Keeping Cool

By Ronald Keener

The economy and its affect on the church still ranks high on the projected list of concerns in 2012, say our experts. What say you?

The most overused word in an election year is probably “projected,” as in Wolf Blitzer saying, “CNN now projects the winner will be…”

We all like to think about what a new year will be like, usually giving it a more rosy picture than it will turn out to be, but then the human condition thrives on hope, doesn’t it?

I turned to Church Executive’s editorial panel (their names are on page 6 on the masthead) for some wisdom for the year ahead, and “it’s the economy, silly” that came to the top of the heap, of course.

“Interest rates have been bouncing off of historic lows for a number of months now [this being written in January],” writes Dan Mikes, evp and manager of Religious Institution Banking at Bank of the West. “Consequently, it has been easy for religious organizations with existing debt to be complacent about refinancing. However, at some point the market will anticipate that a sustained economic recovery and unprecedented levels of cash printing will bring inflationary pressures, and this will cause interest rates to move upward, perhaps significantly.

“Consequently, even churches facing prepayment penalties should do the math now to determine whether refinancing makes sense,” says Mikes. “We expect to see an increase in construction financing requests as the economy continues to recover. As consumer sentiment improves, church leadership may be more comfortable with moving forward with expansion projects that may have been put on hold.”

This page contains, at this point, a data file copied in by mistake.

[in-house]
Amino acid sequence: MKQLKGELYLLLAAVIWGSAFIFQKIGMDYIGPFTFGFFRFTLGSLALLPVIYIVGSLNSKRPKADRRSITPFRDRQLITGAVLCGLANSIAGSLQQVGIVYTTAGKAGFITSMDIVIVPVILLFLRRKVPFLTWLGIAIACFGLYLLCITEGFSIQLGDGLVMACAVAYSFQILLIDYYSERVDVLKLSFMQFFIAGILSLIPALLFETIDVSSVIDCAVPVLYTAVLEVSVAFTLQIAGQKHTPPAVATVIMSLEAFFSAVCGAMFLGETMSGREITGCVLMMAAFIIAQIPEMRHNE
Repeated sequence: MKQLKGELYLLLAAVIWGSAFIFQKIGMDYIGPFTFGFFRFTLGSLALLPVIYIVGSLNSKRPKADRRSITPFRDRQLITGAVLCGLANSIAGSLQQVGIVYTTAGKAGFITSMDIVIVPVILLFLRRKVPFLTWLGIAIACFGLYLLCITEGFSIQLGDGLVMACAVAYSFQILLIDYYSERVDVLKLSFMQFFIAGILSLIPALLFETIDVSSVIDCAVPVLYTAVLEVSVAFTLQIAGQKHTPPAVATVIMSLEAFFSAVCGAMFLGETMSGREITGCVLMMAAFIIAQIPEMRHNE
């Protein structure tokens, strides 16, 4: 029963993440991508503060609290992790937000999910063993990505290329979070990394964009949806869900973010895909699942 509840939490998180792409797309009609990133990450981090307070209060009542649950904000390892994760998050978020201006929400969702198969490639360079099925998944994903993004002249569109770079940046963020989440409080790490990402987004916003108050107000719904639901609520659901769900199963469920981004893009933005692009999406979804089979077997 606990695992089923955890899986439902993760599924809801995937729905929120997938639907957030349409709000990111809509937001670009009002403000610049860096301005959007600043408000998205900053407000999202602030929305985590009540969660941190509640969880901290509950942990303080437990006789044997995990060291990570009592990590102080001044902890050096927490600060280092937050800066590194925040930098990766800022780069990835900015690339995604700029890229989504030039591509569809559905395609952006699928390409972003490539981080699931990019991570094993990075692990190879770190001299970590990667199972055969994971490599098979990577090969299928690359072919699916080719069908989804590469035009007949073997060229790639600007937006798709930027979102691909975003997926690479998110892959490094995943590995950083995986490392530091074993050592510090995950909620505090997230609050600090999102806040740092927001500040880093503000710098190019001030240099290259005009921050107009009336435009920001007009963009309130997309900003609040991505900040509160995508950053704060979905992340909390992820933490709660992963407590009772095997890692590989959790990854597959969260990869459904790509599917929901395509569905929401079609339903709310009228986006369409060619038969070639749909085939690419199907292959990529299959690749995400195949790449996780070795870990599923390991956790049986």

From the insurance side of the economy, Eric Spacek, senior manager for GuideOne Risk Management and Loss Control, observes that “churches have been enjoying very competitive and low rates for their property, liability and business auto insurance coverage over the past several years. However, the insurance market is showing initial signs that it is starting to turn.

“If this continues to happen, it is anticipated that churches will start to see hardening or increasing property and casualty insurance rates in 2012 and beyond,” Spacek believes.

CFO Denise Craig at Abba’s House suggests that it is a “pivotal year” and that “leaders need to be at the top of their game, honing their skills and remaining dedicated to life-long learning in a time of rapidly-advancing technology.”

Mark Simmons, business manager at California’s Christ Community Church, sees accelerating trends toward online church activities with an increasing variety of devices. “As an example,” he says, “our pastoral search went through almost wholesale transformation as a printed report describing our church was replaced with multi-media available through our website, initial reviews from a couple page resume were replaced by the search committee listening to the candidate speak by downloading podcasts and going to their current church’s website and blogs to learn more about the candidates.

Similarly on the technology side, he sees the beginning of new church systems software that integrate the various church functions into a suite of applications.

Circling back to the economy, Steve Briggs, associate pastor for administration at First Baptist Church, Hendersonville, NC, worries that “many churches will continue to struggle to meet their operating budgets. Mainstream media will ‘spin’ a lot of good news about the economy in a presidential year that may or may not be real.”

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